It is common in workplace disputes that the trust which once existed between the parties ie employer and employee evaporates.
An employer makes the decision to terminate an employees employment while on sick leave, due to workplace absence or for failing to submit sickness certificates, for example. The employer does not believe the employees reason for absence given and dismisses the employee and thereafter a discriminatory dismissal legal action commences.
In the employers reasoning, they acted fairly, the employee was not telling the truth, but the employer may find themselves legally exposed.
In the employees view they were out on leave with workplace stress while on certified sick leave.
An employee then feels discriminated against and the employee potentially has the option of taking an unfair dismissal claim under the Unfair Dismissal Acts but elects to take a discriminatory dismissal action under the Equality Acts.
The rationale for this is that the employee was operating under a disability ie the illness at the time they where dismissed, and the employer did not afford them with what is termed reasonable accommodation as a consequence of having a disability.
In such a workplace dispute before a dismissal arises, it would be very beneficial for the employer to obtain legal advice before they act and dismiss the employee.
If an employee submits a sickness certificate citing the employee has workplace stress, and/or if the medical professional engaged by the employer also concludes same, it is imprudent for an employer to write to the employee indicating they do not believe or accept the absence is due to workplace stress and the absence reason is due to the employee seeking to avoid a workplace issue and then ending the employees employment with immediate effect.
If an employee were to take such a claim under the Equality Acts, and successful, the WRC can make an order of up to 2 years of the employees salary by way of compensation.
The Equality Acts prohibit discrimination, which occurs when one person is treated less favourably than another is due to the fact they have a disability. There are also other categories of discrimination which are prohibited, but this post is confined to discussing discrimination in connection with a disability.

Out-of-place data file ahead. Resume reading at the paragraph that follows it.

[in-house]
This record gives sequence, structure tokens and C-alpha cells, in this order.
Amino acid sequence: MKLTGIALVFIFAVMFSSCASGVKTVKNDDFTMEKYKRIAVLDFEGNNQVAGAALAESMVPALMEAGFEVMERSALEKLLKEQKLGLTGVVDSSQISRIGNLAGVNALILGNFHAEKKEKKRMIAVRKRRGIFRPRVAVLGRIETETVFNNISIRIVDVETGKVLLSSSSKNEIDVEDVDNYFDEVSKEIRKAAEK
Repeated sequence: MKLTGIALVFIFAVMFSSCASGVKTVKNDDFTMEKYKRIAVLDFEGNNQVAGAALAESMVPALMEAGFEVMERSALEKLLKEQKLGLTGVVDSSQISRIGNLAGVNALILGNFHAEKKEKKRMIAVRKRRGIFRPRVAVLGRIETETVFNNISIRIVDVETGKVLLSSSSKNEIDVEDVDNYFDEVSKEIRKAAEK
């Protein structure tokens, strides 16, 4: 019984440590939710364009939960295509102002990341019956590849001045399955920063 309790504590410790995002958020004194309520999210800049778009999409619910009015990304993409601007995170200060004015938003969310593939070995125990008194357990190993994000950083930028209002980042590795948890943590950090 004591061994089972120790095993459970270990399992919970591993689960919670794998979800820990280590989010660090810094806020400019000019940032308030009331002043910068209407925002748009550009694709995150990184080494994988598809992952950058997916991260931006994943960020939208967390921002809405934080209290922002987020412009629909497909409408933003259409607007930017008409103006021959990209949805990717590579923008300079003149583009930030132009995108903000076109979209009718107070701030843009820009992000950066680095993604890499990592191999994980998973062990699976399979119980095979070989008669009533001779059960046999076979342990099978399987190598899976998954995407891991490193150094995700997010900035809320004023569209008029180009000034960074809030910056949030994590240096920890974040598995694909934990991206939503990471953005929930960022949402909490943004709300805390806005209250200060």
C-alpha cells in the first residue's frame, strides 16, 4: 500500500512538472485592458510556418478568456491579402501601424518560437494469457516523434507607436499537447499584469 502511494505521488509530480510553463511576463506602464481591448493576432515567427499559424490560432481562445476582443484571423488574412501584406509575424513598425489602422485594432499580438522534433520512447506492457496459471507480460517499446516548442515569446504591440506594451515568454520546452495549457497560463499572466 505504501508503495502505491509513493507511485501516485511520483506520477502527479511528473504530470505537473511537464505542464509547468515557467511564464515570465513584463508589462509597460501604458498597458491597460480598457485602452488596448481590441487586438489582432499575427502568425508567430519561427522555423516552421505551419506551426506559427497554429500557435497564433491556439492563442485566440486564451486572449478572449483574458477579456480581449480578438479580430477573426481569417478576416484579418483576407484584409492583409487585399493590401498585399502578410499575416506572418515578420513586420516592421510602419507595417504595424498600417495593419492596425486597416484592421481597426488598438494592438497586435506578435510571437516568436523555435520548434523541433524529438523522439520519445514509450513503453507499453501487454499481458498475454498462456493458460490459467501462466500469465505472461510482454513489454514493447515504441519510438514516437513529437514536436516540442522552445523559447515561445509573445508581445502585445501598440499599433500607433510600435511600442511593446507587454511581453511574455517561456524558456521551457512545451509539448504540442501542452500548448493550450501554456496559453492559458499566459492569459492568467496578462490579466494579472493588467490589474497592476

If a person has a disability, the employer must take steps to allow an employee access to employment, participate in the employment unless there is a disproportionate burden on the employer. An employee with a disability must be afforded with reasonable accommodation in the workplace as a consequence of having the disability.
Before sending an employee a letter of dismissal in this scenario, an employer should give the employee a chance to be heard once the employee is notified dismissal is being considered, or risk not succeeding in their defence against a discriminatory dismissal claim.
Please be advised that the above-mentioned material is intended as an overview and as a broad out-line of the topic discussed. It should not be considered as complete and comprehensive legal advice, nor act as an appropriate substitute.
Due care has been taken in the publication of this article and we do not accept legal liability as a result of reliance on any material covered in the above article.
8(b) “In contentious business, a solicitor may not calculate fees or other charges as a percentage or proportion of any award or settlement”.